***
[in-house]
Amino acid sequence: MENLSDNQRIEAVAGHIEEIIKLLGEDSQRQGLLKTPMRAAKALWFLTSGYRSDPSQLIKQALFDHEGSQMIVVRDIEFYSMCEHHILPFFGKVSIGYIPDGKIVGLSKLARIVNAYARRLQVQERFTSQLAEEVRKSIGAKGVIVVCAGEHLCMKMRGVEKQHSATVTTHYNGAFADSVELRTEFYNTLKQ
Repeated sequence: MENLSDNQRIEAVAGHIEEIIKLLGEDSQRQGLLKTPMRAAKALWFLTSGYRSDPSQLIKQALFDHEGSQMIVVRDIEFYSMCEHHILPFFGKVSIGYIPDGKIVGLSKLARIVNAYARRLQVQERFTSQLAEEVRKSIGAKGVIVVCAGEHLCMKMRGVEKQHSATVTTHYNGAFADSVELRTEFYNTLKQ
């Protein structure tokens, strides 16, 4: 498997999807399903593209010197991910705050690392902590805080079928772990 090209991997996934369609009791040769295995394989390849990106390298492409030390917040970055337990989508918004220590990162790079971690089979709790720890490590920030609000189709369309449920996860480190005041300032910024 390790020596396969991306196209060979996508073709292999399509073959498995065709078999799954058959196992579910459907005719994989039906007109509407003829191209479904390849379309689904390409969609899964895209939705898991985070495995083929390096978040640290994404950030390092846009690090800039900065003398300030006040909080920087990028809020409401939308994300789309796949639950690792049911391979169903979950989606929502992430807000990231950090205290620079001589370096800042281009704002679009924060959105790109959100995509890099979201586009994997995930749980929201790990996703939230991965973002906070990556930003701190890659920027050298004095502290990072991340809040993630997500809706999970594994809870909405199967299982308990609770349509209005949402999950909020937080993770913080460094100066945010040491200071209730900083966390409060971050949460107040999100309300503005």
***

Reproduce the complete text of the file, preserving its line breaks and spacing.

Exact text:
[in-house]
Amino acid sequence: MENLSDNQRIEAVAGHIEEIIKLLGEDSQRQGLLKTPMRAAKALWFLTSGYRSDPSQLIKQALFDHEGSQMIVVRDIEFYSMCEHHILPFFGKVSIGYIPDGKIVGLSKLARIVNAYARRLQVQERFTSQLAEEVRKSIGAKGVIVVCAGEHLCMKMRGVEKQHSATVTTHYNGAFADSVELRTEFYNTLKQ
Repeated sequence: MENLSDNQRIEAVAGHIEEIIKLLGEDSQRQGLLKTPMRAAKALWFLTSGYRSDPSQLIKQALFDHEGSQMIVVRDIEFYSMCEHHILPFFGKVSIGYIPDGKIVGLSKLARIVNAYARRLQVQERFTSQLAEEVRKSIGAKGVIVVCAGEHLCMKMRGVEKQHSATVTTHYNGAFADSVELRTEFYNTLKQ
């Protein structure tokens, strides 16, 4: 498997999807399903593209010197991910705050690392902590805080079928772990 090209991997996934369609009791040769295995394989390849990106390298492409030390917040970055337990989508918004220590990162790079971690089979709790720890490590920030609000189709369309449920996860480190005041300032910024 390790020596396969991306196209060979996508073709292999399509073959498995065709078999799954058959196992579910459907005719994989039906007109509407003829191209479904390849379309689904390409969609899964895209939705898991985070495995083929390096978040640290994404950030390092846009690090800039900065003398300030006040909080920087990028809020409401939308994300789309796949639950690792049911391979169903979950989606929502992430807000990231950090205290620079001589370096800042281009704002679009924060959105790109959100995509890099979201586009994997995930749980929201790990996703939230991965973002906070990556930003701190890659920027050298004095502290990072991340809040993630997500809706999970594994809870909405199967299982308990609770349509209005949402999950909020937080993770913080460094100066945010040491200071209730900083966390409060971050949460107040999100309300503005």